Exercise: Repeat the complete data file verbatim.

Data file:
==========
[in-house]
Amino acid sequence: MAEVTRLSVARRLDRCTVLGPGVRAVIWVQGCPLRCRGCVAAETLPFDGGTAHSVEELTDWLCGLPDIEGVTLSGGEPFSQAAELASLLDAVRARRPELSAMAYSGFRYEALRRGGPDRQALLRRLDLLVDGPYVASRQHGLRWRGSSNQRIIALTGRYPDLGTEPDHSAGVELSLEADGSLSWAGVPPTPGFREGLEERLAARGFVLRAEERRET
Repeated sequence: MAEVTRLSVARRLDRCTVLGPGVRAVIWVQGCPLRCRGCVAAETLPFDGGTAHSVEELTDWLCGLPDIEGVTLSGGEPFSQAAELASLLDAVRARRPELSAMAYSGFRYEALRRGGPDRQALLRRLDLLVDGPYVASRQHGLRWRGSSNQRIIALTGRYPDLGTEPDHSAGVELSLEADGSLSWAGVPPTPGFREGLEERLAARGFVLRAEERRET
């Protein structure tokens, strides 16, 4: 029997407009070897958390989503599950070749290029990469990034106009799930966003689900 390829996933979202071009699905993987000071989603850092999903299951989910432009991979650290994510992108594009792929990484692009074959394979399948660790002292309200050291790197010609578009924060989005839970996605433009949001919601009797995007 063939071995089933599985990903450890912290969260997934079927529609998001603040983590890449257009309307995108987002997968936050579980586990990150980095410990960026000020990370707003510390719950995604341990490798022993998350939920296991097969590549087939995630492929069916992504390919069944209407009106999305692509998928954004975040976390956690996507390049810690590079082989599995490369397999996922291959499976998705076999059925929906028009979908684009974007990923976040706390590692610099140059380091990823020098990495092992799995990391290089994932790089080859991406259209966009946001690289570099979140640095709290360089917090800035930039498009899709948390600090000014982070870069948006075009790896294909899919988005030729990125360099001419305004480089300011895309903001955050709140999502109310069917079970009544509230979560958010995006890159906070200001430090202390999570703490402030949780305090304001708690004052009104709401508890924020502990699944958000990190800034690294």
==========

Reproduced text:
[in-house]
Amino acid sequence: MAEVTRLSVARRLDRCTVLGPGVRAVIWVQGCPLRCRGCVAAETLPFDGGTAHSVEELTDWLCGLPDIEGVTLSGGEPFSQAAELASLLDAVRARRPELSAMAYSGFRYEALRRGGPDRQALLRRLDLLVDGPYVASRQHGLRWRGSSNQRIIALTGRYPDLGTEPDHSAGVELSLEADGSLSWAGVPPTPGFREGLEERLAARGFVLRAEERRET
Repeated sequence: MAEVTRLSVARRLDRCTVLGPGVRAVIWVQGCPLRCRGCVAAETLPFDGGTAHSVEELTDWLCGLPDIEGVTLSGGEPFSQAAELASLLDAVRARRPELSAMAYSGFRYEALRRGGPDRQALLRRLDLLVDGPYVASRQHGLRWRGSSNQRIIALTGRYPDLGTEPDHSAGVELSLEADGSLSWAGVPPTPGFREGLEERLAARGFVLRAEERRET
């Protein structure tokens, strides 16, 4: 029997407009070897958390989503599950070749290029990469990034106009799930966003689900 390829996933979202071009699905993987000071989603850092999903299951989910432009991979650290994510992108594009792929990484692009074959394979399948660790002292309200050291790197010609578009924060989005839970996605433009949001919601009797995007 063939071995089933599985990903450890912290969260997934079927529609998001603040983590890449257009309307995108987002997968936050579980586990990150980095410990960026000020990370707003510390719950995604341990490798022993998350939920296991097969590549087939995630492929069916992504390919069944209407009106999305692509998928954004975040976390956690996507390049810690590079082989599995490369397999996922291959499976998705076999059925929906028009979908684009974007990923976040706390590692610099140059380091990823020098990495092992799995990391290089994932790089080859991406259209966009946001690289570099979140640095709290360089917090800035930039498009899709948390600090000014982070870069948006075009790896294909899919988005030729990125360099001419305004480089300011895309903001955050709140999502109310069917079970009544509230979560958010995006890159906070200001430090202390999570703490402030949780305090304001708690004052009104709401508890924020502990699944958000990190800034690294």